Victoria Day, 1906 was set to be a big day in Windsor. It was five years since Victoria had passed, and there was a big day planned:
Including the unveiling of the new Memorial Fountain on Pitt St. in front of the Post Office.
The monument was designed by Architect John Scott of Detroit, with the bronze tablet having been done by one of Canada’s most important sculptors Walter S. Allward. Allward’s bronzes decorate Parliament Hill in Ottawa as well as Queen’s Park in Toronto. However Allward is best known for his contributions on the other side of the Atlantic. His biggest commission came when he was chosen to design the monument at Vimy Ridge in northern France.
The Windsor Record reported on May 25, 1906. The photo to the left ran along with the following caption:
This portrait was taken from the Laing Building during the fountain ceremony showing the decorations, the speakers and the veterans facing the fountain.
The Minister of Militia and Defence at the time Sir Frederick Borden was the Government Representative who came down for the unveiling. He accepted the gift of the fountain from the people of Windsor on behalf of the Department of Public Works.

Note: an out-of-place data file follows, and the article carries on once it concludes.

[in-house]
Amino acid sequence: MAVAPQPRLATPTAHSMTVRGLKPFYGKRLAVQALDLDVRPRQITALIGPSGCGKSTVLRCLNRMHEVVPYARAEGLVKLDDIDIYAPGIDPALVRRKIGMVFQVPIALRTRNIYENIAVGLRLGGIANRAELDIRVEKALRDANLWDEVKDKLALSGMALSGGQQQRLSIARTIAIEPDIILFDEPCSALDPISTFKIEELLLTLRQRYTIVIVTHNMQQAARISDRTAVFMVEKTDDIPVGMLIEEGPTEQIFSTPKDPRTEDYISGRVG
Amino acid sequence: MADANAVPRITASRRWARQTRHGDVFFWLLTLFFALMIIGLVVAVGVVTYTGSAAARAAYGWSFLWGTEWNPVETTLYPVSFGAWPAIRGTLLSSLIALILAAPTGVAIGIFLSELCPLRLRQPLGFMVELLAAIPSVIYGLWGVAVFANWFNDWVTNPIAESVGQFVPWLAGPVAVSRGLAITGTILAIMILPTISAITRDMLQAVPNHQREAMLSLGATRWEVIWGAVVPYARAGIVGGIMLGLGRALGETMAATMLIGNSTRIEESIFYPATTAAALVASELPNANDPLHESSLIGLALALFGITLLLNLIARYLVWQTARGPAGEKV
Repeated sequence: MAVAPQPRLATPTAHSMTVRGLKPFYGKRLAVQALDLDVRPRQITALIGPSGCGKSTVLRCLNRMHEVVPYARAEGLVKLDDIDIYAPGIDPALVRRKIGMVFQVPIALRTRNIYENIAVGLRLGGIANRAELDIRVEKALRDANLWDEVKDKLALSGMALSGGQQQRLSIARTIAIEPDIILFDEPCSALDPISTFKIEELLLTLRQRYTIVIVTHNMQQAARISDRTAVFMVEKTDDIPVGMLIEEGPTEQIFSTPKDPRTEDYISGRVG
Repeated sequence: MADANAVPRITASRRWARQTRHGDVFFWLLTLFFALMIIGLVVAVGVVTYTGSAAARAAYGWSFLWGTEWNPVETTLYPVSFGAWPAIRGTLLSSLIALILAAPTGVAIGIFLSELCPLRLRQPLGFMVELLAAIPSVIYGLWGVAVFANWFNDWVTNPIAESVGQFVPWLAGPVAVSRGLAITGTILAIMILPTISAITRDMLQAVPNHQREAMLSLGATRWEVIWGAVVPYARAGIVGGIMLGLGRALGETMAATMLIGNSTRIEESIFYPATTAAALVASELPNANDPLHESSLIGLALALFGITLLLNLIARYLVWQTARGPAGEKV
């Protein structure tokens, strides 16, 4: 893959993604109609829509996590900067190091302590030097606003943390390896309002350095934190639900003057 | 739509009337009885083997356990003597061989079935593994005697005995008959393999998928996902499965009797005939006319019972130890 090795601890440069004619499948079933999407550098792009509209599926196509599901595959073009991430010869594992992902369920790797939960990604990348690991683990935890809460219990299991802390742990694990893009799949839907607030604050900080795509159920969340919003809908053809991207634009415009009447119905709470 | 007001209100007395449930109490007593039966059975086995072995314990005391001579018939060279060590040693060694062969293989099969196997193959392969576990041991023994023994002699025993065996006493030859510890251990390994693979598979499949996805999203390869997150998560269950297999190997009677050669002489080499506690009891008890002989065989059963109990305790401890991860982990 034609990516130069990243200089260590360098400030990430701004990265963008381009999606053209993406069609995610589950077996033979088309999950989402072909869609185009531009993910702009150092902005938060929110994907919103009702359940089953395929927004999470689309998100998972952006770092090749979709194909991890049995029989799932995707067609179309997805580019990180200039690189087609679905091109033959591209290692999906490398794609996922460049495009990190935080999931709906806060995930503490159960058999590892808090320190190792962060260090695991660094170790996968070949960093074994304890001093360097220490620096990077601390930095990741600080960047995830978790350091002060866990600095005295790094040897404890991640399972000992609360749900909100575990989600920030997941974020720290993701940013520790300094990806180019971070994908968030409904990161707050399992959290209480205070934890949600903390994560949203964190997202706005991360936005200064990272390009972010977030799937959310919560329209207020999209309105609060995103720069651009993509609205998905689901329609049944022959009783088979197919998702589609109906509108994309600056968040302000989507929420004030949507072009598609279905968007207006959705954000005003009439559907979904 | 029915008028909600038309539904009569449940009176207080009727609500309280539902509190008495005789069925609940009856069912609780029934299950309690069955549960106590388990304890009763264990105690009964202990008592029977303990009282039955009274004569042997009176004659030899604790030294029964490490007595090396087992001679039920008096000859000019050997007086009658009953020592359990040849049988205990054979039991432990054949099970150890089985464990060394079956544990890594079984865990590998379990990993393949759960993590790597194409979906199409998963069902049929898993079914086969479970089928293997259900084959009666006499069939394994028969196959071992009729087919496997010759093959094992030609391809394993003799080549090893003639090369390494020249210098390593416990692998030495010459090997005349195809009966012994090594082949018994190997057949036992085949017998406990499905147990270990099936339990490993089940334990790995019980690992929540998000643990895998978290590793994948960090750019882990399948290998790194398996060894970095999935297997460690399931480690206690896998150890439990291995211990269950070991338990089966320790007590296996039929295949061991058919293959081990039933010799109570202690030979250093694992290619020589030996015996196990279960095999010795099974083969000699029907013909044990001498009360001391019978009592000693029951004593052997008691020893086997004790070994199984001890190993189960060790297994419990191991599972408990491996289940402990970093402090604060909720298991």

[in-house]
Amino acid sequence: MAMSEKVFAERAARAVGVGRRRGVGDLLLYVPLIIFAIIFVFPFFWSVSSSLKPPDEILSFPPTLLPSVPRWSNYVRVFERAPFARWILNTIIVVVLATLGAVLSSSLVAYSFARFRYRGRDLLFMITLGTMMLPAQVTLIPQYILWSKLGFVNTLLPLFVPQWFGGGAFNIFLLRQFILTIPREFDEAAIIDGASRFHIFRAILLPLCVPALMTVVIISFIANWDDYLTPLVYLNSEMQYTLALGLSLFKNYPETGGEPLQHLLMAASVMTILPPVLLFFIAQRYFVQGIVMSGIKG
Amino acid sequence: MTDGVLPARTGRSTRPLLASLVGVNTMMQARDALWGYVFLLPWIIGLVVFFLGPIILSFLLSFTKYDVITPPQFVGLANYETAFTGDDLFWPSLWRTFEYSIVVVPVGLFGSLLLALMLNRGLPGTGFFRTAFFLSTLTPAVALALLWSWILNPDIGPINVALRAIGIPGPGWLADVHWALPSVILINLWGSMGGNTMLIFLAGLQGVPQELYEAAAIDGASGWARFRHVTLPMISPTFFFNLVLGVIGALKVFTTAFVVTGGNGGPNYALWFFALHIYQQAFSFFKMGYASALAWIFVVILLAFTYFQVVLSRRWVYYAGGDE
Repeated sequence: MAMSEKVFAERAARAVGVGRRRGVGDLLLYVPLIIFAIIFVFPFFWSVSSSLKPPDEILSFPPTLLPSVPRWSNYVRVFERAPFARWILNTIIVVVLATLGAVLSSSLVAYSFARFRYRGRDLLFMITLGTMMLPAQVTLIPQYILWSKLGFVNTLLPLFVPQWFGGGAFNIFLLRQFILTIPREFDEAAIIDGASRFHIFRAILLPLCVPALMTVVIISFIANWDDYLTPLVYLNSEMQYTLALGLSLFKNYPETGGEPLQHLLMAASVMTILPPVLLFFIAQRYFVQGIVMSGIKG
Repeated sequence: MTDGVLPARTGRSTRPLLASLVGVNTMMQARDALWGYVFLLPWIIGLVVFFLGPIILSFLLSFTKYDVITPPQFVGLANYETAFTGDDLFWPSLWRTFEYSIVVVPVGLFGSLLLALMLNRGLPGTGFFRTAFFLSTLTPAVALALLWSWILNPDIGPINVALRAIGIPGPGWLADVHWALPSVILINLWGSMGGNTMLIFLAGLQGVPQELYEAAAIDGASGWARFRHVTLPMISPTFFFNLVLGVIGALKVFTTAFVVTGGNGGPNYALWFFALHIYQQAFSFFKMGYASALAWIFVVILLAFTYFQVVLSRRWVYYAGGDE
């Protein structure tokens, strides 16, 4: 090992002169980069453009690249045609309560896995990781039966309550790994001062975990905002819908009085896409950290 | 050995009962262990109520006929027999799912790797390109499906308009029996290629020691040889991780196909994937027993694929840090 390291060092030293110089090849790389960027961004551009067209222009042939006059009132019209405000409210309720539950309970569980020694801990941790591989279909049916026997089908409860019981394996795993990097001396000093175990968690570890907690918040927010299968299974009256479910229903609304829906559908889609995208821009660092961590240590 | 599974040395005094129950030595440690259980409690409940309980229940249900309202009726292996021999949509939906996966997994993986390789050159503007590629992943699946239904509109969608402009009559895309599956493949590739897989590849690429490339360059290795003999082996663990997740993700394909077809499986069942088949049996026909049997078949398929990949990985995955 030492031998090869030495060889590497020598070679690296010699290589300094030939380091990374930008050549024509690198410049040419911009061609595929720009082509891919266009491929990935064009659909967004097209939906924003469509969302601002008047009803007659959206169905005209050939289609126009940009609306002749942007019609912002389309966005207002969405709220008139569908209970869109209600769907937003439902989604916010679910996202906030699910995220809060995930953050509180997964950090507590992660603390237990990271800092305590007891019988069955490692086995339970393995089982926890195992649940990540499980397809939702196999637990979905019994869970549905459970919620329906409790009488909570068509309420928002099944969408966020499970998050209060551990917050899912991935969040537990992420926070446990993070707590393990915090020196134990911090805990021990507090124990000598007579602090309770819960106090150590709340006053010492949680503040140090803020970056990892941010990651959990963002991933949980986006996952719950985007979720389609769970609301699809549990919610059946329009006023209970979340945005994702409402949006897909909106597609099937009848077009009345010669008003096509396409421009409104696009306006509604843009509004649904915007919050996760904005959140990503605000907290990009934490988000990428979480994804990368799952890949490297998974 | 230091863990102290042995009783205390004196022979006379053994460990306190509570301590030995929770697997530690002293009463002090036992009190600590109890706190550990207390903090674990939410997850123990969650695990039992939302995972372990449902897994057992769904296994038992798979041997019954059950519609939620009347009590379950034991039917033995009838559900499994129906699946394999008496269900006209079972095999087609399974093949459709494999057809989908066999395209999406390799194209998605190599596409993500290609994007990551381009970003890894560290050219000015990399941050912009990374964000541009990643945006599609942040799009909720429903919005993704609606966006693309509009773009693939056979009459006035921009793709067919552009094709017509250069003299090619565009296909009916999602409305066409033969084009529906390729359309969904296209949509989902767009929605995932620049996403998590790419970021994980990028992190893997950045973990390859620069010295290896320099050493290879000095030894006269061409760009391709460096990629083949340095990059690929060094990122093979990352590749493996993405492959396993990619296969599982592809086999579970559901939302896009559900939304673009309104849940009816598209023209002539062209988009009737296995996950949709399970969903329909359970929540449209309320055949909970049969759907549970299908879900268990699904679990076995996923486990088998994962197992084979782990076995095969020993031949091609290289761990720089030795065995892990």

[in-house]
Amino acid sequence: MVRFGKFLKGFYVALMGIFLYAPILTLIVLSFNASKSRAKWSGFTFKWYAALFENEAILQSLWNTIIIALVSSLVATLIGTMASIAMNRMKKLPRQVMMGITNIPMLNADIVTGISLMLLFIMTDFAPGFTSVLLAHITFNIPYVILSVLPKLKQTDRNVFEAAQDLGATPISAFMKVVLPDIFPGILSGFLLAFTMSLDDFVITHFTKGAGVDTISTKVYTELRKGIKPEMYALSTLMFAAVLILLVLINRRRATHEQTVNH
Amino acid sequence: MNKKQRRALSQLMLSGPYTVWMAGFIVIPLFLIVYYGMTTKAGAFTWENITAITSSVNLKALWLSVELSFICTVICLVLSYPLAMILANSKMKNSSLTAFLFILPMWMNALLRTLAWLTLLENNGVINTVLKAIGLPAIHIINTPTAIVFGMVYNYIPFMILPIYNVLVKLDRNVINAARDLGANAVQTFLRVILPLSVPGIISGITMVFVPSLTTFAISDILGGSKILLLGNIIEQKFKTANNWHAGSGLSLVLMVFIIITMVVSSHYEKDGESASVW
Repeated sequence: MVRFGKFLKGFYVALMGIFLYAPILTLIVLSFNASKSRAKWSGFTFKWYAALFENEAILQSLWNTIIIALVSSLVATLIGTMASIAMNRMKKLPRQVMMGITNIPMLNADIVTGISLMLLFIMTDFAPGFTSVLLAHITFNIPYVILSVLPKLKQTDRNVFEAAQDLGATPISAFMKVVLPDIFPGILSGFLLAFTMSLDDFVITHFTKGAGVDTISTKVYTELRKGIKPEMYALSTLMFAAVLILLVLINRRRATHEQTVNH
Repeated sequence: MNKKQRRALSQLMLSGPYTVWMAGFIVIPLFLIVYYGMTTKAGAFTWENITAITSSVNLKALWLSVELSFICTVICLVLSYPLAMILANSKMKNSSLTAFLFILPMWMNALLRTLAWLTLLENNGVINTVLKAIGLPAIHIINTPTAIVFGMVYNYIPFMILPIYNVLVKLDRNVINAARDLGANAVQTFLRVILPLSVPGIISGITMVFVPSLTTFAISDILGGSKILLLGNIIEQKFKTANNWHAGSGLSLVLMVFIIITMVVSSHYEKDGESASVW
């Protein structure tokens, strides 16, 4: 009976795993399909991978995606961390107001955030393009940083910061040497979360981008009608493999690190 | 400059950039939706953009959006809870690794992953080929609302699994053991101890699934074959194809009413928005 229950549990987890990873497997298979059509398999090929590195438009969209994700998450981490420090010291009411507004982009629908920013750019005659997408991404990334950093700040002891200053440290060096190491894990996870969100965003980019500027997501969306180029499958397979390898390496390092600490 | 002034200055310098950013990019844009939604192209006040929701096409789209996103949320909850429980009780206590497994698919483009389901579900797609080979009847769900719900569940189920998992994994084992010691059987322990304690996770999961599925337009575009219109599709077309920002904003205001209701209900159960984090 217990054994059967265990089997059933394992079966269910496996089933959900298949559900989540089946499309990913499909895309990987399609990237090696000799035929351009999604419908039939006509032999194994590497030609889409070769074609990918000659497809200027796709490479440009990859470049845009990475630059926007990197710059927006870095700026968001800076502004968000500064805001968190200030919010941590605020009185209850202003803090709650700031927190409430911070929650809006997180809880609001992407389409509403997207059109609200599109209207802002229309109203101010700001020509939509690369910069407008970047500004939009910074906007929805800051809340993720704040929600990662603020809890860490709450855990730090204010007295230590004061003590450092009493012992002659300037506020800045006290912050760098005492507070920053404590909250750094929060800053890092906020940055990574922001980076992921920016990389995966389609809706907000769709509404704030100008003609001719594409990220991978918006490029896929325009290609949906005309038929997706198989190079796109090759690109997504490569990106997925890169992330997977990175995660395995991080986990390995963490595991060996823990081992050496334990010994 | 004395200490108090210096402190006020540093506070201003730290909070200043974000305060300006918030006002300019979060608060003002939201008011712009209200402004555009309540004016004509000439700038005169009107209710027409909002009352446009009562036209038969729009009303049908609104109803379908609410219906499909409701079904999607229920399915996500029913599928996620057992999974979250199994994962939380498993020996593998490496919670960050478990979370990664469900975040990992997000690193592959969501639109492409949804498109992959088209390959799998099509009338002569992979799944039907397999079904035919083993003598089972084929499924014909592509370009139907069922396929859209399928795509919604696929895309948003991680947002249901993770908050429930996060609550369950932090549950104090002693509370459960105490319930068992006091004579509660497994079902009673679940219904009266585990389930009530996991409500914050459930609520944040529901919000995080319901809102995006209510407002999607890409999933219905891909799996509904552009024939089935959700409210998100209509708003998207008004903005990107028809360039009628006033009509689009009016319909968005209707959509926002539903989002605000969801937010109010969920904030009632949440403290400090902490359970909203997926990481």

He stated according to the newspaper reports:
“The Dominion of Canada was glad to take over this fountain and maintain it as the people of Windsor desired”
I wonder how and when the Government gave up being responsible for the maintenance? I wonder if they actually still are some how responsible or if the City took over responsibility in 1930, when they moved it to Jackson Park.
On all accounts over 5,000 people crammed into Downtown Windsor to witness the unveiling of the Memorial Fountain, and one of Canada’s preeminent sculptors was hired to do the bronze panel.
It’s a shame it doesn’t receive the respect today, that it did 102 years ago.